b. The S-PMSI A-D route is imported by all the PEs attached to the
         tenant domain. In order to do that, the route will use the SBD-
         RT (Supplementary Broadcast Domain Route-Target) in addition to
         the BD-RT of the BD over which the G-traffic is received. The
         route SHOULD also carry a DF Election Extended Community (EC)
         and a flag indicating that it conveys an SFG. The DF Election
         EC and its use is specified in [RFC8584].

      c. The above S-PMSI A-D route MAY be advertised with or without
         PMSI Tunnel Attribute (PTA):



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         - With no PTA if an I-PMSI or S-PMSI A-D with IR/AR/BIER are to
           be used.

         - With PTA in any other case.

      d. The S-PMSI A-D route is triggered by the first packet of the
         SFG and withdrawn when the flow is not received anymore.
         Detecting when the G-source is no longer active is a local
         implementation matter. The use of a timer is RECOMMENDED. The
         timer is started when the traffic to G1 is not received. Upon
         expiration of the timer, the PE will withdraw the route.

   3. Single Forwarder (SF) Election

      If the PE with a local G-source receives one or more S-PMSI A-D
      routes for the same SFG from a remote PE, it will run a Single
      Forwarder (SF) Election based on the information encoded in the DF
      Election EC. Two S-PMSI A-D routes are considered for the same SFG
      if they are advertised for the same tenant, and their Multicast
      Source Length, Multicast Source, Multicast Group Length and
      Multicast Group fields match.

      a. A given DF Alg can only be used if all the PEs running the DF
         Alg have consistent input. For example, in an OISM network, if
         the redundant G-sources for an SFG are attached to BDs with
         different Ethernet Tags, the Default DF Election Alg MUST NOT
         be used.

      b. In case the there is a mismatch in the DF Election Alg or
         capabilities advertised by two PEs competing for the SF, the
         lowest PE IP address (given by the Originator Address in the S-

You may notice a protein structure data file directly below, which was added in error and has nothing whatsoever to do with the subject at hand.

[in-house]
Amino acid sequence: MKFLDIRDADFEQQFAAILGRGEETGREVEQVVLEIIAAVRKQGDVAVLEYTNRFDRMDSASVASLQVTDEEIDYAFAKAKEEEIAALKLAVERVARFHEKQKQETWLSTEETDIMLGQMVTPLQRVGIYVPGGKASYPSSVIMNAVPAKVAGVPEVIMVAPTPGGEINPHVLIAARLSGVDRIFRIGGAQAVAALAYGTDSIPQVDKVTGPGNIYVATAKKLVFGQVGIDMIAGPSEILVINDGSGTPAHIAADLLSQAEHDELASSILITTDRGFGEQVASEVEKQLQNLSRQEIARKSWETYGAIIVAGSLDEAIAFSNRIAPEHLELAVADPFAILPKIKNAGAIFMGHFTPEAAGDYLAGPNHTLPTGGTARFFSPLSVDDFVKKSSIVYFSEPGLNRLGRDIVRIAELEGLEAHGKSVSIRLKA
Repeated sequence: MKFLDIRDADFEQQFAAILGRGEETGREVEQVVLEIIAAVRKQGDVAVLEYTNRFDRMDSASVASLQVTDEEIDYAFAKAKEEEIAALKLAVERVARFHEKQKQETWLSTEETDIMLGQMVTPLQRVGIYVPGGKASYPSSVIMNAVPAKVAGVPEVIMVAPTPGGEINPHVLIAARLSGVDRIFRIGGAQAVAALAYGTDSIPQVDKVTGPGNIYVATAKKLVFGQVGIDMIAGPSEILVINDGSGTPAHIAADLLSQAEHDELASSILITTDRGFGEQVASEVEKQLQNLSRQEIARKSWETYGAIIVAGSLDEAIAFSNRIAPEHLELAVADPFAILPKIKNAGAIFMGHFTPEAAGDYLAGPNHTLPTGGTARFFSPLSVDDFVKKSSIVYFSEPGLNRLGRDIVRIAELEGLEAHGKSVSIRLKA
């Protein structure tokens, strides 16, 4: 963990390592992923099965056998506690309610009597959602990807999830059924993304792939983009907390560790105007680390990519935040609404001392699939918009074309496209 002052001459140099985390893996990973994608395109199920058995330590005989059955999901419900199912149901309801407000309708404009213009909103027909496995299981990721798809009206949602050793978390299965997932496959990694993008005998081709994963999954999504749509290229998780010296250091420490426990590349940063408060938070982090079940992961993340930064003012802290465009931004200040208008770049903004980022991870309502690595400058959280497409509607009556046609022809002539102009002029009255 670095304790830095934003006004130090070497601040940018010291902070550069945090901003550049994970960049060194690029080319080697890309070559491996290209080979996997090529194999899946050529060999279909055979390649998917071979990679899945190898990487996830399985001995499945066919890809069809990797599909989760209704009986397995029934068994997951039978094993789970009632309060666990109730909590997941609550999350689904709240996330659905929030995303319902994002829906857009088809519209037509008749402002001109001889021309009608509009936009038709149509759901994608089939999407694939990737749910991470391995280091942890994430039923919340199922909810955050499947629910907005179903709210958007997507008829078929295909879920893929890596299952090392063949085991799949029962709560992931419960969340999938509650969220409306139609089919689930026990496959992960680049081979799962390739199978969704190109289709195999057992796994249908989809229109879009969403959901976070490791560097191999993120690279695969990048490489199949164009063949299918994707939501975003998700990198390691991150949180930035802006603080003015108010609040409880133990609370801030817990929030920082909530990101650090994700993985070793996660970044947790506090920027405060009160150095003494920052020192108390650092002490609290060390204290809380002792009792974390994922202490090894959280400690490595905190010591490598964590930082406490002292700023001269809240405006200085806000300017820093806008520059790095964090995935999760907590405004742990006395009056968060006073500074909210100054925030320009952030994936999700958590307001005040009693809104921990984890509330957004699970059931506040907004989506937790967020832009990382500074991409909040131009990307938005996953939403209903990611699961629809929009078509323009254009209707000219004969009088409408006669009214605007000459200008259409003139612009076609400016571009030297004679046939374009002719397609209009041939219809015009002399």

PMSI A-D route) will be used as a tie-breaker.


   4. RPF check on the PEs attached to a redundant G-source

      All the PEs with a local G-source for the SFG will add an RPF
      check to the (*,G)/(S,G) state for the SFG. That RPF check depends
      on the SF Election result:

      a. The non-SF PEs discard any (*,G)/(S,G) packets for the SFG
         received over a local AC.

      b. The SF accepts any (*,G)/(S,G) packets for the SFG it receives
         over one (and only one) local AC.

   The solution above provides redundancy for SFGs and it does not
   require an upgrade of the downstream PEs (PEs where there is



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   certainty that no redundant G-sources are connected). Other G-sources
   for non-SFGs may exist in the same tenant domain. This document does
   not change the existing procedures for non-SFG G-sources.

   The redundant G-sources can be single-homed or multi-homed to a BD in
   the tenant domain. Multi-homing does not change the above procedures.

   Sections 4.1 and 4.2 show two examples of the WS solution.


4.1 WS Example in an OISM Network

   Figure 4 illustrates an example in which S1 and S2 are redundant G-
   sources for the SFG (*,G1).





































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                        S1 (Single               S2
                        |   Forwarder)           |
                 (S1,G1)|                 (S2,G1)|
                        |                        |
               PE1      |               PE2      |
               +--------v---+           +--------v---+
        S-PMSI |      +---+ |           |      +---+ | S-PMSI
        (*,G1) |  +---|BD1| |           |  +---|BD2| | (*,G1)
       Pref200 |  |VRF+---+ |           |  |VRF+---+ | Pref100
         |SFG  |+---+  | |  |           |+---+  |    |  SFG|
         | +----|SBD|--+ |  |-----------||SBD|--+    |---+ |
         v |   |+---+    |  |           |+---+       |   | v
           |   +---------|--+           +------------+   |
    SMET   |             |                               | SMET
    (*,G1) |             |   (S1,G1)                     | (*,G1)